Confession for Non-Catholics?


Good afternoon everyone,

I plan to begin RCIA when classes resume in the fall and look forward to converting to Catholicism when the initiation is complete. In the meantime I am faithfully attending mass, praying and reading the Bible and studying Catholicism. However in the meantime, I am worried about the condition of my soul. I know there are things I need to confess. In the fall of 2007 I was moved by God to repent to Him for sins and then seek forgiveness for those I have sinned against. I truly feel repentant, but I believe I need to go through confession as well. Furthermore I am currently in a civil marriage(now headed for divorce) that I am about 99% sure was not sacramental and not recognized by God, and I don’t know what to do about it at the present. I would like to confess to a priest. But as someone who has not been baptized into the Catholic church, am I allowed to partake in confession?


You need to speak with your priest. :slight_smile:


Hi kettle,

I get that I need to speak with the priest of my parish. But I don’t know the protocol involved in doing so. As I stated, I am not officially part of the Catholic church and won’t be baptized into it for some time. Since I was raised Baptist, I have little idea of the protocol regarding speaking to a priest-whether or not I even have such a right at this present time. That is what I am asking.


Since you are not Catholic, the sacraments are not available to you yet. You will make a first confession at the discretion of your parish priest, ONLY IF you have already been baptized. If you have not been baptized yet (validly, “in the name of the Father, and the Son, and the Holy Spirit”), then the baptism washes away all the sins you seem eager to confess.

Remember to keep the sacrament of reconciliation separate from the psychological relief that comes from forgiveness. The sacrament is about justification of you in the eyes of God, the psychological relief is about your own self assurance. The former is important, the latter is not.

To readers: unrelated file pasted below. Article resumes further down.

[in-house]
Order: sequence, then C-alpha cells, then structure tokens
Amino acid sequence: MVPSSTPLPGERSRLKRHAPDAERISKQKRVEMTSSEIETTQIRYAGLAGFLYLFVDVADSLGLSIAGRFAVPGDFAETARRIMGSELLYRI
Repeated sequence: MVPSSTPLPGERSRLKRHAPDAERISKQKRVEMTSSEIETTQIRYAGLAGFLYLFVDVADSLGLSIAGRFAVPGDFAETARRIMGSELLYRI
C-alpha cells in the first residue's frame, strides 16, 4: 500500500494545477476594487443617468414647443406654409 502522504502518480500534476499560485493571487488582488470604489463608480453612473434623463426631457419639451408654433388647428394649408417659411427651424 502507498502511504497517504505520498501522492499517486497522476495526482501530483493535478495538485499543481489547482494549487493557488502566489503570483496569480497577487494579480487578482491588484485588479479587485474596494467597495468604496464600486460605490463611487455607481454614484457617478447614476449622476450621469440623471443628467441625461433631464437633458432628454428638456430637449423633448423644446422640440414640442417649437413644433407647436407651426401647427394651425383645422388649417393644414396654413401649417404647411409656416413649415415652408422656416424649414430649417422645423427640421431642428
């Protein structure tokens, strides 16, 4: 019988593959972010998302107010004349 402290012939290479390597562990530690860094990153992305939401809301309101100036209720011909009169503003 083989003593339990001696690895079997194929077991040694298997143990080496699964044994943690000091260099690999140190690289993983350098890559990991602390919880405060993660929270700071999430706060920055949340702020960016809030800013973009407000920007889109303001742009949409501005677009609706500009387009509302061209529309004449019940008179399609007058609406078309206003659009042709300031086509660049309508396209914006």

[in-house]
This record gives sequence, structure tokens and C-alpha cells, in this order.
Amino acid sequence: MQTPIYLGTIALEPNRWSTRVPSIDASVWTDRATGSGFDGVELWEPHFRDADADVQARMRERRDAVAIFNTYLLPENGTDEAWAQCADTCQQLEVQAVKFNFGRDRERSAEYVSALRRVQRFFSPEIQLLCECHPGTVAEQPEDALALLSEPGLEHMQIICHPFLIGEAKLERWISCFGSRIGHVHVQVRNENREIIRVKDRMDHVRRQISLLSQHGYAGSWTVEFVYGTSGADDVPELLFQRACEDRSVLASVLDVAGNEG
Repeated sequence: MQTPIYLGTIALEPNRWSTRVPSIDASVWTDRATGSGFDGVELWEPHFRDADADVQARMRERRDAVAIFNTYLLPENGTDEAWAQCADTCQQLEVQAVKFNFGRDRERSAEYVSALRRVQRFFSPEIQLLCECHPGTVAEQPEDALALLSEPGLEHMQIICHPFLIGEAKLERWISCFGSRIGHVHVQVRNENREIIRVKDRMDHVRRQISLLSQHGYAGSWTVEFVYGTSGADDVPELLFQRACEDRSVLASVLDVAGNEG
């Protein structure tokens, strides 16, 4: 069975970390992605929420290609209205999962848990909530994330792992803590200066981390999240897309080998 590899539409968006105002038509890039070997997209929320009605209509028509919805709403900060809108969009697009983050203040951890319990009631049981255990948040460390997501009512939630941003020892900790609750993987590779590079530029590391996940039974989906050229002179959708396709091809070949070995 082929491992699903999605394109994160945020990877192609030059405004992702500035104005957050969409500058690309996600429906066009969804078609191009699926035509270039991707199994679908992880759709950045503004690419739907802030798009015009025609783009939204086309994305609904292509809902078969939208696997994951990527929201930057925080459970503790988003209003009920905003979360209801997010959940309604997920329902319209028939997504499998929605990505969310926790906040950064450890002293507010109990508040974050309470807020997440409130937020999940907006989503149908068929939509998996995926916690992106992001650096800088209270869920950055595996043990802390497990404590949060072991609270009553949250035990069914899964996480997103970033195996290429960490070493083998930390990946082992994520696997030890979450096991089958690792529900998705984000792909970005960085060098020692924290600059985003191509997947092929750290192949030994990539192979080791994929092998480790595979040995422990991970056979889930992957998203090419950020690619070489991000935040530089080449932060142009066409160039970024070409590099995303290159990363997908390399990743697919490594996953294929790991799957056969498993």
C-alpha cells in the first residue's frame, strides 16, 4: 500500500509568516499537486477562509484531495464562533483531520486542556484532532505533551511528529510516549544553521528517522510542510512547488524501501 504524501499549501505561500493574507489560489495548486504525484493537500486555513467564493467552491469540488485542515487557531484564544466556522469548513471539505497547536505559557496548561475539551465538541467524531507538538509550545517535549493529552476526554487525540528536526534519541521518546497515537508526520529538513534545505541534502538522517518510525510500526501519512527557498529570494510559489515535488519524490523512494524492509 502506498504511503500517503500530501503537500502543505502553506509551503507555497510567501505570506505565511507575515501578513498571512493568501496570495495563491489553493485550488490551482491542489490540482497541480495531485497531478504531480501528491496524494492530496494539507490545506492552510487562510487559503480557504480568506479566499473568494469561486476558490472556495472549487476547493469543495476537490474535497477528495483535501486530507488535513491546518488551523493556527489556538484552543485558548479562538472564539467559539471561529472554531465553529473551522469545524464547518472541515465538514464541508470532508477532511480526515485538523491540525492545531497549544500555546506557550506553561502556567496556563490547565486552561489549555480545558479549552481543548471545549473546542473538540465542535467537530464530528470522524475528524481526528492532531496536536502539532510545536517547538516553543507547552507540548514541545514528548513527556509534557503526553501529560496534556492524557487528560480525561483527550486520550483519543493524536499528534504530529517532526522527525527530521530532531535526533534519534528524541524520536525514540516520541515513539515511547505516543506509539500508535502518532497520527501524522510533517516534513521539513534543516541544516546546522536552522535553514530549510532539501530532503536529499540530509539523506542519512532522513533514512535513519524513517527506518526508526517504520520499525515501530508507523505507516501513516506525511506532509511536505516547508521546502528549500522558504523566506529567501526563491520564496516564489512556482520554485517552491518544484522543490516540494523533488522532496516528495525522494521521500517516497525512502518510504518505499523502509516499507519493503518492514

Hi nobeerinhaven,

I have been baptized twice. The first one took place when I was ten years old, in a missionary baptist church. The second took place when I was nineteen, in a non-denominational church that followed the teaching of John Calvin. When I joined the non-denominational, I was told that my first baptism was invalid and I need to undergo another one. Looking back at all the half truths (and some outright lies) that I was taught in both churches, I question if either baptism was valid. Thanks for your post; it helps me understand. But now I have another question: if I were to die before partaking in the sacrament of reconciliation, would my soul be condemned?


No I don’t think your soul would be condemned to hell if you die before going to confession. God knows our hearts.
It might make you feel better to say an Act of Contrition every night, as we are advised to do before bedtime.
But I can assure you that God knows your repentant heart. Remember the thief on the cross had no time for sacraments but Jesus forgave him and said that the thief would be with Him in Paradise that very day.


My baptism is from a baptist church, and they baptized me using the formula “I baptize you in the name of the Father, and the Son, and the Holy Spirit.” As long as these words are used with dunking, sprinkling or pouring water on the person with the intention to undergo baptism, then it is a valid baptism. The Calvinist sect you mentioned had (more than likely) little grounds to doubt the legitimacy of the first baptism aside from silly schismatic attitudes. You are almost definitely baptized validly, which means you must wait for a first confession. [Note: the baptism is valid by the formula, medium, and intentions - NOT by the other things being taught in the Church, so even though the Baptists and the Calvinists are wrong, they can still have valid baptisms as long as the formula used is the right one]

For this, you are up to the discretion of the priest. You should come to him with your concerns, and explain that you’d like to begin the sacrament as early as possible - he will tell you when that is. Before that, you must only trust in God and have a contrite heart.

closed #8

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